Developmental and Pathological Angiogenesis
Our laboratory studies developmental and pathological angiogenesis to identify new signalling pathways that control the formation and morphogenesis of blood vessels. Our research goal is to advance fundamental knowledge of blood vessel formation. The ability to control the growth of blood vessels may have important therapeutic implications for the treatment of eye diseases and solid tumours.
Induced formation of new blood vessels (angiogenesis) in the eye is frequently associated with various disorders that can lead to severe vision loss or blindness. Diabetic retinopathy and age-related macular degeneration are the leading types of these disorders in the Western world. Current therapies to delay unwanted ocular angiogenesis include laser surgery or the inhibition of vascular endothelial growth factor (VEGF), a factor with significant pro-angiogenic properties. However, identifying alternative or complementary pathways to VEGF may lead to the development of more effective and safer inhibitors of ocular angiogenesis.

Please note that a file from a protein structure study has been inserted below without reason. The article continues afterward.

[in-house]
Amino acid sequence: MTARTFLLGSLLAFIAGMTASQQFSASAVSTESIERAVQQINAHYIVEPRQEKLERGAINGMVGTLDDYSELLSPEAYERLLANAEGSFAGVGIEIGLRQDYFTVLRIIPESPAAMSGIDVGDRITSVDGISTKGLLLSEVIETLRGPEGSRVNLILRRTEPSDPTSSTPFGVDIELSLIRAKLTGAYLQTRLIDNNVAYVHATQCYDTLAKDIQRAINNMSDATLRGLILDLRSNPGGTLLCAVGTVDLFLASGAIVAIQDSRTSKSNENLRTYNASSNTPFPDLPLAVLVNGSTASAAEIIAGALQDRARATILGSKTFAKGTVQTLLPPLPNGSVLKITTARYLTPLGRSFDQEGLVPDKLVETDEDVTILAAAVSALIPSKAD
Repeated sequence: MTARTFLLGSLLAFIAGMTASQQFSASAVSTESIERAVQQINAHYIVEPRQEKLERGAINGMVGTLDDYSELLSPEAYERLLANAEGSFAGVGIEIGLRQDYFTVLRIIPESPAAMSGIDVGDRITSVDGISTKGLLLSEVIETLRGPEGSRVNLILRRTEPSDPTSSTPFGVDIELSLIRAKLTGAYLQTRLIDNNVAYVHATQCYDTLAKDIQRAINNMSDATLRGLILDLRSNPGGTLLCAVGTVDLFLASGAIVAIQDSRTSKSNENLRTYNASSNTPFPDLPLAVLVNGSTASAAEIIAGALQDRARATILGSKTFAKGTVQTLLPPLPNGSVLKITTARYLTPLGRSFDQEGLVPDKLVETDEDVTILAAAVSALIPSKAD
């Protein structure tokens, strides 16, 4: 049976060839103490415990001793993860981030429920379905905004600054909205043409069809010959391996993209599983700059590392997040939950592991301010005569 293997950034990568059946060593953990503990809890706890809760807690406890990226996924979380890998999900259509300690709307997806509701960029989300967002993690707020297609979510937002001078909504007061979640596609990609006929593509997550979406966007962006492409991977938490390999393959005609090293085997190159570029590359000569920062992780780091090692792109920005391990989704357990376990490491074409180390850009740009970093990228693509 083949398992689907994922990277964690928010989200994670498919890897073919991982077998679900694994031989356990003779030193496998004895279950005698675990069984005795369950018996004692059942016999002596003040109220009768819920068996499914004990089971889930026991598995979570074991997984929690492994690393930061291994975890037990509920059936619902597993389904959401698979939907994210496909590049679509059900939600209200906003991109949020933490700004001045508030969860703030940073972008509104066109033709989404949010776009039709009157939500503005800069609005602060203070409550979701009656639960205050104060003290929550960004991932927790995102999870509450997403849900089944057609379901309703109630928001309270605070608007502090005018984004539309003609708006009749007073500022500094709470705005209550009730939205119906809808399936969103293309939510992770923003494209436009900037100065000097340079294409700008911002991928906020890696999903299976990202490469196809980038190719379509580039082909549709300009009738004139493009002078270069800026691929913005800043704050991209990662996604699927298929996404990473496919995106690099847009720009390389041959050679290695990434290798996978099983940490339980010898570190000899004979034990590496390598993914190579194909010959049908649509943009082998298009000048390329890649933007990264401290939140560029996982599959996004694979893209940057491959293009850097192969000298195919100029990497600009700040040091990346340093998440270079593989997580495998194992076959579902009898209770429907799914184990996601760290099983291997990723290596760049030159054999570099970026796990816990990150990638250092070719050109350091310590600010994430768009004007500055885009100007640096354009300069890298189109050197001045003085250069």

1. The laboratory is looking to understand the mechanisms of BMP family signalling in endothelial cells. Our particular research aim is to develop strategies for modulating vascular signalling in eye diseases characterized by excessive blood vessel growth. Our goal is to identify and characterize new angiogenesis inhibitors that are more effective than the current VEGF inhibitors used in a clinical setting and that do not have some of the adverse effects of these inhibitors.
2. The laboratory's second research project is to develop strategies for tumour vascular normalization. We want to develop new strategies to improve blood vessel function in tumours (a process called vascular normalization) with the goal of developing new treatments to increase the therapeutic index of chemotherapy and radiation therapy.